Strawberry farmers give back during holiday season

Strawberry farmers give back during holiday season

The roughly 500 family farmers in California who grow strawberries are intricately linked to the economic and social wellbeing of their employees, local schools and area businesses.

Farmers live by the words, "You reap what you sow." If you are a California strawberry farmer, those words are never more true than during the holiday season, when growers take time to cultivate their strong ties to the community.

The roughly 500 family farmers in California who grow strawberries are intricately linked to the economic and social wellbeing of their employees, local schools and area businesses. Many are multi-generation enterprises with deep roots in their communities. Some began with a few acres and expanded over decades and across generations, building their farms and strengthening their ties to the community. 

The winter holidays are the peak giving season for farmers and their families. Though growers harvest year-round in California's prime berry growing regions, you'll find them involved in holiday gift drives, scholarship programs or festive employee dinners during the holiday season.

One such grower is Ed Kelly, a fifth-generation farmer who has been growing strawberries in Watsonville for 40 years. During the holidays, Kelly turns his warehouse-size cooler, which is idle during December, into a makeshift Santa's workshop where local community groups stage a giant gift donation program. Now in its third year, the gift drive has grown steadily, attracting more volunteers and donations. Also in December, the cooler will host a 200-person holiday dinner for the families involved with Jacob's Heart Children's Cancer Support Services.

But, the Kellys don't just give to the community during the holidays: he and his wife, Jean, started a foundation in 1996 devoted to helping those less fortunate. The Jean and Ed Kelly Foundation raises and distributes money for scholarships and programs for the arts, athletics and education for young people in Santa Cruz County.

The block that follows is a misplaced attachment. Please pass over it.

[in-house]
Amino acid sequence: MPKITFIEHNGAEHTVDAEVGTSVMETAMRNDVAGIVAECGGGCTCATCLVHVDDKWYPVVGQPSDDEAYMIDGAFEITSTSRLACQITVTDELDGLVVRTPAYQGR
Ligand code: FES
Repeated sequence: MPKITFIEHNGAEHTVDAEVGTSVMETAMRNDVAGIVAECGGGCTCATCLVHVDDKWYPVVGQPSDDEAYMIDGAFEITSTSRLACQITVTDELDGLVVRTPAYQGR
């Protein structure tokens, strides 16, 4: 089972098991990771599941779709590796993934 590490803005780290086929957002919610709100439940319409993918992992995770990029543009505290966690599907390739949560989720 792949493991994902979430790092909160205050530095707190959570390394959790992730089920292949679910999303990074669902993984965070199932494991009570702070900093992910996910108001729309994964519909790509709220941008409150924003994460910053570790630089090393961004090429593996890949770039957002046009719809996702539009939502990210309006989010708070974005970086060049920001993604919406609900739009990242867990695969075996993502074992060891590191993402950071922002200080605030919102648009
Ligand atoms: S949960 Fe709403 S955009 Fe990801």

"When I was eight years old, my grandfather told me it was our responsibility to share our good fortune with other people," said Kelly, whose family has been farming in the Watsonville area for more than 160 years.

As the harvest season draws to a close in Santa Maria,grower Luis Chavez of L&G Farming begins a season of giving back. Employees receive a Thanksgiving turkey and look forward to the annual Christmas Social, a celebratory barbecue where workers enjoy a good meal and gifts. Employees also get extra time off to spend time with their families.

"We try to give them the best work environment," said Danny Chavez, who now works with his father on their strawberry ranch. The company also supports Toys for Tots, the Salvation Army and Berry Christmas, a Santa Maria toy donation program.

Third-generation Orange County strawberry farmer Matt Kawamura and his brother, A.G., the former California Secretary of Food and Agriculture, grow strawberries on 750 acres. The family's Orange County Produce company is the largest fresh-produce donor to the Orange County Food Bank and the local Second Harvest Food Bank. Matt's wife, Jeana, volunteers with Girls Inc., a non-profit organization that aids the physical, intellectual and emotional development of young women. Throughout the year, the Kawamuras also donate time and resources to the non-profit organization Padres Unidos, which is focused on educational excellence, racial justice for youth, immigrant rights and quality healthcare for all.

In California, strawberries are always in season. Five growing regions in the state ensure that strawberries are available in stores, not just in the peak harvesting months of April through July. In winter, strawberries ship from Southern California. With the warming spring temperatures, production moves north to Santa Maria, and then Watsonville and Salinas.

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